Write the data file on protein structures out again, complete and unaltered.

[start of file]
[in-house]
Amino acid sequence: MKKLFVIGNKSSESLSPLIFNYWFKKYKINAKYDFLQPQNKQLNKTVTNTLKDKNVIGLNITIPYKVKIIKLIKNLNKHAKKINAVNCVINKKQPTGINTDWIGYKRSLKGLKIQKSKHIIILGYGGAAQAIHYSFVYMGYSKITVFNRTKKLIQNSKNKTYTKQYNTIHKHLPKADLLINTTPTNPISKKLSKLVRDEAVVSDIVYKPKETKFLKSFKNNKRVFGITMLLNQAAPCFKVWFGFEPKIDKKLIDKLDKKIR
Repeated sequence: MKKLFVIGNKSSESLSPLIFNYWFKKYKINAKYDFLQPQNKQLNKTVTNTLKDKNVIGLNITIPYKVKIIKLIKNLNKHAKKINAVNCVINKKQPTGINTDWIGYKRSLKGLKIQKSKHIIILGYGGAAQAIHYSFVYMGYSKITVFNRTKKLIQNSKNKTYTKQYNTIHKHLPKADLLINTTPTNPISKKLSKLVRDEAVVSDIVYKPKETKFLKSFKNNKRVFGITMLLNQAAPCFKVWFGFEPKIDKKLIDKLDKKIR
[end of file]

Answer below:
[in-house]
Amino acid sequence: MKKLFVIGNKSSESLSPLIFNYWFKKYKINAKYDFLQPQNKQLNKTVTNTLKDKNVIGLNITIPYKVKIIKLIKNLNKHAKKINAVNCVINKKQPTGINTDWIGYKRSLKGLKIQKSKHIIILGYGGAAQAIHYSFVYMGYSKITVFNRTKKLIQNSKNKTYTKQYNTIHKHLPKADLLINTTPTNPISKKLSKLVRDEAVVSDIVYKPKETKFLKSFKNNKRVFGITMLLNQAAPCFKVWFGFEPKIDKKLIDKLDKKIR
Repeated sequence: MKKLFVIGNKSSESLSPLIFNYWFKKYKINAKYDFLQPQNKQLNKTVTNTLKDKNVIGLNITIPYKVKIIKLIKNLNKHAKKINAVNCVINKKQPTGINTDWIGYKRSLKGLKIQKSKHIIILGYGGAAQAIHYSFVYMGYSKITVFNRTKKLIQNSKNKTYTKQYNTIHKHLPKADLLINTTPTNPISKKLSKLVRDEAVVSDIVYKPKETKFLKSFKNNKRVFGITMLLNQAAPCFKVWFGFEPKIDKKLIDKLDKKIR